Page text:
Alison has, with difficulty, found her way to the yard where the caravan is stored. It is in an area of town that has been badly damaged by bombs, but the yard still stands and the caravan is still laid up. But its tyres are missing, commandeered for the war effort. It is dank and dark, full of moths, deteriorating horribly.
Colpeper has followed Alison here. Awkwardly and ineffectually, he tries to console her, by running down the caravan as an impermanent thing, but his clumsy attempt at wooing her ends abruptly when the yard owner bustles up, berating Miss Alison for failing to leave an address. Mr Geoffrey’s father was there a fortnight earlier, is still in Canterbury. Alison panics, fearing that he is trying to claim the caravan, which is hers, is all she has left of Geoffrey. But this is not the case. Mr Geoffrey’s father has been looking for Alison, has stayed to find her. He has news: Mr Geoffrey is in Gibraltar.
For a moment, Alison’s vision (and that of the camera) blurs and sways, but as the implication sinks in, she rushes to the caravan, throws open its windows, begins to air it. Her future has been given back to her. She turns to Colpeper in excitement, but he has left without a word.
As for Bob, he is impressed by the size and splendour of the Cathedral, and whilst there is no comparison, he is also filled with pride that it was his grandfather who built the first Baptist Chapel in Three Sisters Falls, with good wood. He locates Micky Rozinski, using a cine camera outside, and gets dragged off into a local cafe to drink tea. Whilst Micky boasts of his time in London, Bob brings up the Pilgrim’s Way and his weekend in Chillingbourne, but expresses regret that Pilgrims to Canterbury no longer receive blessings.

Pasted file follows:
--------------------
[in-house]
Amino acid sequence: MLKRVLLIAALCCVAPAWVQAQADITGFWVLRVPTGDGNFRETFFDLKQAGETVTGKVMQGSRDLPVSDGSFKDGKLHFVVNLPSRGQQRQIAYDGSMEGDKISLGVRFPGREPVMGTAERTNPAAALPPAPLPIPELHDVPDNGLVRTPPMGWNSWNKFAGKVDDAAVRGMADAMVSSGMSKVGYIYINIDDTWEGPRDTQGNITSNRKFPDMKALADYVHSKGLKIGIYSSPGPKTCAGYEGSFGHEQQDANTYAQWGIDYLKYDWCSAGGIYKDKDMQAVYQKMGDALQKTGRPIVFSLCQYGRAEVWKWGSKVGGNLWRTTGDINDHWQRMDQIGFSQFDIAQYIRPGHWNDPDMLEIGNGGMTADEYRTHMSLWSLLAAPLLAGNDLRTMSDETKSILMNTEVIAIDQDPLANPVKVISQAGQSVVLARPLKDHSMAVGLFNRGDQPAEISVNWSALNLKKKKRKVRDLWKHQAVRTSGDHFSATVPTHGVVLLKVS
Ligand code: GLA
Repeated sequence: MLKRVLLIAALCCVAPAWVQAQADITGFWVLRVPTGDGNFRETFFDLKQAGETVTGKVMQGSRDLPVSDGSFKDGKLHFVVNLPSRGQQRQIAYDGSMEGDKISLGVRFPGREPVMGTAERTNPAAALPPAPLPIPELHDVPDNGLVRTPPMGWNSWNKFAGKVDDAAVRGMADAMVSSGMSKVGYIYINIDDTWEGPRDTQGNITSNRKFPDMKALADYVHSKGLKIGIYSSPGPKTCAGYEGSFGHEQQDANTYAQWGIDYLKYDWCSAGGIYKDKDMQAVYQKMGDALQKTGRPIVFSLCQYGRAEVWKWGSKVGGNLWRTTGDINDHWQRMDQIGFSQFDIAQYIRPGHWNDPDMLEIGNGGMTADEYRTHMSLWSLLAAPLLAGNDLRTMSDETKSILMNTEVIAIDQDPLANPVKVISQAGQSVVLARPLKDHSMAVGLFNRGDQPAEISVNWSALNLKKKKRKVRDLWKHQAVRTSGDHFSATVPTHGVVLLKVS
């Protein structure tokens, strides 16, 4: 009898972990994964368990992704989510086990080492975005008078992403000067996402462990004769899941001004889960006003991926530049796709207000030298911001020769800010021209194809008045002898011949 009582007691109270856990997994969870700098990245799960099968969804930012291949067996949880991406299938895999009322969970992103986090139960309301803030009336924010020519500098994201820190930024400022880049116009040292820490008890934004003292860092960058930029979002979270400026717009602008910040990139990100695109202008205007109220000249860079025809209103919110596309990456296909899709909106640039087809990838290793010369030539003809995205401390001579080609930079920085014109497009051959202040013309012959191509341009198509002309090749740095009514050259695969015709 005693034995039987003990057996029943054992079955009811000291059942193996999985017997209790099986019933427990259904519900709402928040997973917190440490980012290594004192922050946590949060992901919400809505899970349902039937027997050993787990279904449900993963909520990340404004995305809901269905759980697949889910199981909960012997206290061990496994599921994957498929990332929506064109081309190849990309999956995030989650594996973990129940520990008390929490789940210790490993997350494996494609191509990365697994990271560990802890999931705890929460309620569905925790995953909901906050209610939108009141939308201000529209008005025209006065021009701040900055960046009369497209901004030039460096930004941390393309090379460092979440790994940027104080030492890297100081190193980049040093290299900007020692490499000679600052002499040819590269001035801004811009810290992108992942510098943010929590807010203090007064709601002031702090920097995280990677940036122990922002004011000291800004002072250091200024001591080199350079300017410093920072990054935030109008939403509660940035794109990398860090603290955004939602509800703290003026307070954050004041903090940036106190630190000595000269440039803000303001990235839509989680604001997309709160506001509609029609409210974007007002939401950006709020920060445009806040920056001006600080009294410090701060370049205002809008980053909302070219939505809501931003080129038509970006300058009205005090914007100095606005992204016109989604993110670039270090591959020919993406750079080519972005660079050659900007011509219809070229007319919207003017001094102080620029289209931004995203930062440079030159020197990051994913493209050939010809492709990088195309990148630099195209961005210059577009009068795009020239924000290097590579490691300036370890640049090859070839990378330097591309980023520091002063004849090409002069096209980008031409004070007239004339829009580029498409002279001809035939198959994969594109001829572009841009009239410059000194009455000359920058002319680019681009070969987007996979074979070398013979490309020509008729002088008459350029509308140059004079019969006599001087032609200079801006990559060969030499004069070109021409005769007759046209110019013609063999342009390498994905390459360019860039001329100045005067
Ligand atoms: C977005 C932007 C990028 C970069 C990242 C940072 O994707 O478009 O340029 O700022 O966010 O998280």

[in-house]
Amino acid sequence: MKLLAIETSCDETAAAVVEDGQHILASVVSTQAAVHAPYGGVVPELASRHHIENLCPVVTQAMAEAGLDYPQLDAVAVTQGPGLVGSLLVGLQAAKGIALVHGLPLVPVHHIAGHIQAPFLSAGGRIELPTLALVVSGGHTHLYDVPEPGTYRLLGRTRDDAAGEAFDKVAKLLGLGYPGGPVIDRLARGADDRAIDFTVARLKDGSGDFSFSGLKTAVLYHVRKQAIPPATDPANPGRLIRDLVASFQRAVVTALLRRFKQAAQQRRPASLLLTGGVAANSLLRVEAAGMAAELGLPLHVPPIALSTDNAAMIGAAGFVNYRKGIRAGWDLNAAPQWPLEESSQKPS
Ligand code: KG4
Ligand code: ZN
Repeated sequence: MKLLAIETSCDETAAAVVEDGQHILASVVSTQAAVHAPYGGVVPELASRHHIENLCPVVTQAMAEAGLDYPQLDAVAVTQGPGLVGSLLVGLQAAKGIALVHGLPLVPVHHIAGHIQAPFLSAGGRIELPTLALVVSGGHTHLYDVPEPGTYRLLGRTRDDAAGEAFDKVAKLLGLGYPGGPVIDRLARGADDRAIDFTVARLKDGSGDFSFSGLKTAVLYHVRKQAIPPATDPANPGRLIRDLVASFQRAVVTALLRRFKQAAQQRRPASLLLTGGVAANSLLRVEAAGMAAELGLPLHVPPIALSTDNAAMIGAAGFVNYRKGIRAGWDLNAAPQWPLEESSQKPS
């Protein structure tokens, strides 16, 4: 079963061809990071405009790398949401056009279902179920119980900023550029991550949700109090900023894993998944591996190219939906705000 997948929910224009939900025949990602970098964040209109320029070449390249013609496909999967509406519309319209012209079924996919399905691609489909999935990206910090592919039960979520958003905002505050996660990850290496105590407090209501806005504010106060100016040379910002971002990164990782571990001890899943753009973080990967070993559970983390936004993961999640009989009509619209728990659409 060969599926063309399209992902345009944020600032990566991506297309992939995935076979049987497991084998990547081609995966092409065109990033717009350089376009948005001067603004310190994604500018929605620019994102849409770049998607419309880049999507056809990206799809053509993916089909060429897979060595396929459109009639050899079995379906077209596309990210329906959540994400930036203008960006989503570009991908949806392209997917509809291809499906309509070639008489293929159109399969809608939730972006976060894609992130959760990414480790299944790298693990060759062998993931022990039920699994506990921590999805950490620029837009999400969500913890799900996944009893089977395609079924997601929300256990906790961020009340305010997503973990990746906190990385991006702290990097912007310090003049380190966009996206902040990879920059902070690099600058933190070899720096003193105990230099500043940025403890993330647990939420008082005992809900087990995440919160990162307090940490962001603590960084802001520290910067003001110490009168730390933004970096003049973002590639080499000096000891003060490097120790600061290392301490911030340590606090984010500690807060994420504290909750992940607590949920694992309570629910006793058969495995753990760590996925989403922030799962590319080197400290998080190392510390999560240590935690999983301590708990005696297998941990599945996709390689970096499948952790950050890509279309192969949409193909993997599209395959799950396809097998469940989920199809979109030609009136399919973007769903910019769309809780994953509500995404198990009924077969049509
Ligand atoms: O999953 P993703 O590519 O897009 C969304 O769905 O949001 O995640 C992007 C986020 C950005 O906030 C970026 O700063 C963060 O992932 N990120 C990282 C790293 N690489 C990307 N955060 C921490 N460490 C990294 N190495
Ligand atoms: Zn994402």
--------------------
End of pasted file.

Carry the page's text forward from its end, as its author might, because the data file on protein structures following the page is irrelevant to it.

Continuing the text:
Gleefully, Micky corrects him, producing from his pocket a bundle of letters, seven weeks worth. Their stamps are unfamiliar: they are from Australia: Bob’s girl has joined the WAACS.
Two of our Pilgrims have now received blessings, blessings that restore to them futures that they had thought lost. The military parade and its band have reached the Cathedral, and everyone files inside. Alison, with Geoffrey’s father, passes Colpeper in the doorway: the Glueman lowers his eyes and will not look up until they have passed. In the organ loft, the organist points out Superintendent Hall to Peter, who has no use for him now. At a signal, he launches into the opening hymn, ‘Onward Christian Soldiers’.
The churchgoers sing lustily, until the Cathedral bells drown them out. For a moment, we look from the bell-tower to the spires of the Cathedral, the shot seen in the film’s opening moments. The credits begin to run. The final background shot shifts back to Chillingbourne, as the gangs play a kick and rush game of football with the ball bought with Bob’s money.
The more I watch A Canterbury Tale, the more I think upon the future of our Pilgrims. After all, the film ends on the eve of D-Day, the invasion of Europe, an invasion on a scale greater than any in any War in history. Two of our Pilgrims are servicemen, the third the fiancée of another serviceman. What lay ahead for them?